Close

The latest stories, straight to your inbox

The latest stories, straight to your inbox
Close

Be inspired every day with Living North

Subscribe today and get every issue delivered direct to your door
Subscribe Now
Be inspired every day with Living North
Paul Edis, Matthew Lloyd
People
November 2021
Reading time 5

Paul Edis is one of the UK’s leading creative musicians

Following the release of his new album The Still Point Of The Turning World, we get to know more about him.

Tell us a bit about yourself. 
I’m a composer, pianist and an educator (and occasional promoter). I’m now based in South London but I grew up in Durham and I studied a Masters and PhD in York. 

How did you get into music?
By imitating tunes on a toy piano when I was very young. Apparently, when I was four, I was attempting to play the Eastenders theme tune. I used to imitate the sound of the organ when I was at Mass in church, then started getting lessons. I ended up playing in school, accompanying assemblies on the organ, but it all began with working by ear. Of course I had a very good teacher too, who encouraged me to make things up which played a big part in me becoming an improviser and composer. I learned to play the flute when I was around 10 then began learning more about chords and harmony. That’s when I went off to university. I actually went initially to study film composition and  when I was in York I was focussing on classical composition but all the while I was being pulled into the world of jazz. That’s where I am today.

How would you describe your music style now?
It’s always difficult to describe your own style but it’s rooted in jazz traditions. I do like the sound of swinging music but I also love the music of Maurice Ravel and European classics. As I’ve grown older, my style has become a mis-match of things but melody always comes first because you can really say a lot with a good tune.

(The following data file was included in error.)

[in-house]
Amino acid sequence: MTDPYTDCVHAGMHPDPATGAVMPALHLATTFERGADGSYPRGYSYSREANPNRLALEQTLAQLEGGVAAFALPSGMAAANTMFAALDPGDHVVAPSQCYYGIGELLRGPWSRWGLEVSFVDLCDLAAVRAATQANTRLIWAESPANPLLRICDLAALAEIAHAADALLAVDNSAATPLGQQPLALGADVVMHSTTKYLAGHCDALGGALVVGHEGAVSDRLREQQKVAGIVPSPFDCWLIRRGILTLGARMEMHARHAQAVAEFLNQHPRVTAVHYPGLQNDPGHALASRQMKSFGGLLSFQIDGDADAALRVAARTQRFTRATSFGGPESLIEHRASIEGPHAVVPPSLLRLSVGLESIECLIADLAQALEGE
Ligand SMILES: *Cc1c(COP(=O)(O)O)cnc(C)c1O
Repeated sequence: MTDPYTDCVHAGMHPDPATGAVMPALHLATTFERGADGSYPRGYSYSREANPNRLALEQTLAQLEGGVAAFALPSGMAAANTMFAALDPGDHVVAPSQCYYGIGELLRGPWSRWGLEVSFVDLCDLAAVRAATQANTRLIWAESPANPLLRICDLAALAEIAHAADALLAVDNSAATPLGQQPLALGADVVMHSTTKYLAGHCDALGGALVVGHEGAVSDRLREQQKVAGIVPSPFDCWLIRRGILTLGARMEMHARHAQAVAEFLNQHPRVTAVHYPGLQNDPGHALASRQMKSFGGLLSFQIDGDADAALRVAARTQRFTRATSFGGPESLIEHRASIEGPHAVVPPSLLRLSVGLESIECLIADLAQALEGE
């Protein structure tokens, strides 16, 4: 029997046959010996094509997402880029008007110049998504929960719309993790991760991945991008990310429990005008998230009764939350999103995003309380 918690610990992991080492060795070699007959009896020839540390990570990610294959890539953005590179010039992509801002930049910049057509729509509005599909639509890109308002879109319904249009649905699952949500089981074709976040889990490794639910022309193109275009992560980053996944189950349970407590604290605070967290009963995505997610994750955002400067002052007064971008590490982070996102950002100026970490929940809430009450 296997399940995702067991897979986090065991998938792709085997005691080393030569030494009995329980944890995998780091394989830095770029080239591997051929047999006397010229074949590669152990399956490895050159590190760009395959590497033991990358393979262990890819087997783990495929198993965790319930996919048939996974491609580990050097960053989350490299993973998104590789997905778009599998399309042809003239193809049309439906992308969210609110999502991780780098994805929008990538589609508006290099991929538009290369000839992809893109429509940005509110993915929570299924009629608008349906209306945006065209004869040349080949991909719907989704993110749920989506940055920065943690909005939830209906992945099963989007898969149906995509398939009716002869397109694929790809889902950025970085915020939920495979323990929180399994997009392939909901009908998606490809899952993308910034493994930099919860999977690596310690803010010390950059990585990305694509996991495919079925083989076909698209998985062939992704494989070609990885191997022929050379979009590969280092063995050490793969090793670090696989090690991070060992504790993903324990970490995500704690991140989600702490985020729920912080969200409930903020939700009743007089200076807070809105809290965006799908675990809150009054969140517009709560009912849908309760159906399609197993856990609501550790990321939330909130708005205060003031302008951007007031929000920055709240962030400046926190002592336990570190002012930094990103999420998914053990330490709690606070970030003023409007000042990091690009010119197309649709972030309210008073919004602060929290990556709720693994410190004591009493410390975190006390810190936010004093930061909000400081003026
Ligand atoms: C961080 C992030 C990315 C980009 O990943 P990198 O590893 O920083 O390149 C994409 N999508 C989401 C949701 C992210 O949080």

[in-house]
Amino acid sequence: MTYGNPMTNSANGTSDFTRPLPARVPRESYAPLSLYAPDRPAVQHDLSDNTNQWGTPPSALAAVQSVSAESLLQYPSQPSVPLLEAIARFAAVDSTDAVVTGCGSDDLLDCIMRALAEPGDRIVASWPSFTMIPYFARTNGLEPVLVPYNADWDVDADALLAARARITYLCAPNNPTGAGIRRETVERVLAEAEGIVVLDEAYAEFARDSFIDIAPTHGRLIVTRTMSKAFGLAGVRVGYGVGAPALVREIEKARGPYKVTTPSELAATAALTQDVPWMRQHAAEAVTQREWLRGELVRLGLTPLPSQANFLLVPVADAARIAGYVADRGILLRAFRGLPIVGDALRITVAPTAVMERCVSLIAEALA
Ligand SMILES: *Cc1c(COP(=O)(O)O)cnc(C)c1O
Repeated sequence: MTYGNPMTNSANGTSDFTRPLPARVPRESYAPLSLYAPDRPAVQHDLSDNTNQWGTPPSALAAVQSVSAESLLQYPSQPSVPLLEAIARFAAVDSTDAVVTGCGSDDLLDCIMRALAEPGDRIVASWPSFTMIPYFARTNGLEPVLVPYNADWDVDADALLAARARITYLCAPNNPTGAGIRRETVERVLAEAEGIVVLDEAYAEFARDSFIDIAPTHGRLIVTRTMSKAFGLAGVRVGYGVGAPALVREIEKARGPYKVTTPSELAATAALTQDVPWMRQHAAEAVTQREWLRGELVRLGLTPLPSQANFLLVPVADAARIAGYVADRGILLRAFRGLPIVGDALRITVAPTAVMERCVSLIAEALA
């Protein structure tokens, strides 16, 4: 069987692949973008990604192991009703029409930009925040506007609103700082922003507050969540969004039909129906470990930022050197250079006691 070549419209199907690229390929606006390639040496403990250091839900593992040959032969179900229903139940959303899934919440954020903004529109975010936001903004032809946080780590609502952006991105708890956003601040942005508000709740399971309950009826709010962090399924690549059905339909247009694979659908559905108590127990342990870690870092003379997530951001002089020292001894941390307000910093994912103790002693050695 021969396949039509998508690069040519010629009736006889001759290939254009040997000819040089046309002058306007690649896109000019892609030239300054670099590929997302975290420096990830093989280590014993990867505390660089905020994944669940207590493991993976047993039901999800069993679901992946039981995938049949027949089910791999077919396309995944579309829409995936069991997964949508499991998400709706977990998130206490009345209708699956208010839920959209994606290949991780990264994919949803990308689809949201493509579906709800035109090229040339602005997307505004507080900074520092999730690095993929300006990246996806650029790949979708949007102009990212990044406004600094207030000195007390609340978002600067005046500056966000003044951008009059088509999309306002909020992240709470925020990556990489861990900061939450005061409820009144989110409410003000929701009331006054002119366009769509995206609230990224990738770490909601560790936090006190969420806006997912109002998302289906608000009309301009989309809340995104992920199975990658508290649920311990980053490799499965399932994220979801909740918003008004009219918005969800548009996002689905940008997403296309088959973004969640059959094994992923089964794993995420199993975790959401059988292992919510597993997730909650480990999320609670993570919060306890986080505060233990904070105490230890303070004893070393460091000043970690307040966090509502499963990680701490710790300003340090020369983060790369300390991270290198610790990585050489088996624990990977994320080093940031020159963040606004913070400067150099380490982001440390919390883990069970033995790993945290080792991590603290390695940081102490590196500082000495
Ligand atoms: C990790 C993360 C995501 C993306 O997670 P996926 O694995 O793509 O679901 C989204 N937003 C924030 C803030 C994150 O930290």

Can you talk me through some of your career highlights?
I’ve performed on BBC Radio 3 more than once which was very intimidating the first time… well, every time actually. I’ve performed various gigs at The Sage over the years which now feels like a second home because I’ve worked their for several years too. But when I was at the University of York, I wrote a piece for orchestra which was performed by the university’s chamber orchestra. It was such a great moment to hear that music come to life. As well as the prestigious highlights, it’s those moments that always feel amazing.

Russ-Mohl

What do you love most about the North East and Yorkshire?
You’re so close to real nature; the countryside is never far away. The people too. It’s not as simple as a north/south divide but there is a different feeling you get performing in the North. There’s a really warm (and sometimes brutally honest) response which is what I’m used to. That’s really special.

Could you highlight any of your favourite Northern venues? 
The Sage, definitely. The Lit & Phil. The Globe in Newcastle, where I performed recently. The Gala Theatre in Durham – they host a wonderful jazz festival sometimes. There are so many little venues I love too: The Travellers Rest in Cockerton; it’s just at the top of the pub but it’s been running jazz gigs for years and it’s run by a really nice group of people. That’s the same with Blaydon Jazz Club. In York, there’s The National Centre for Early Music and Micklegate Social. Grassroots venues are so important to artists to get a chance to play in front of audiences and find their niche.

You’ve recently released your new album, The Still Point Of The Turning World. What can you tell us about it? Where did your inspiration come from?
It was recorded in February. As an instrumental album, it’s an expression of how I’ve experienced the last 18 months. Part of the reason for recording a solo album was because I spent so much time in lockdown playing solo piano. I was running regular weekly livestream concerts on YouTube too. During that whole period, I discovered plenty of new music pieces, and started writing plenty too. That’s why I think the album has a melancholic quality in parts, but also lots of joy. What we’ve been through has made us really reflect on serious emotions.

Favourite lyric of yours?
‘We all long for heaven in the end’.

Favourite lyric from someone else?
‘I’ve mortgaged all my castles in the air,’ – Everything Happens To Me by Matt Dennis and Tom Adair.

Hopes for the future?
I want my music to be heard by more people and I want to continue performing and write more music. I hope for more opportunities to play and tour.

Listen to The Still Point Of The Turning World now, and find out more about Paul’s work at pauledis.co.uk.

This website uses cookies to ensure you get the best experience on our website. Please let us know your preferences.


Please read our Cookie policy.

Manage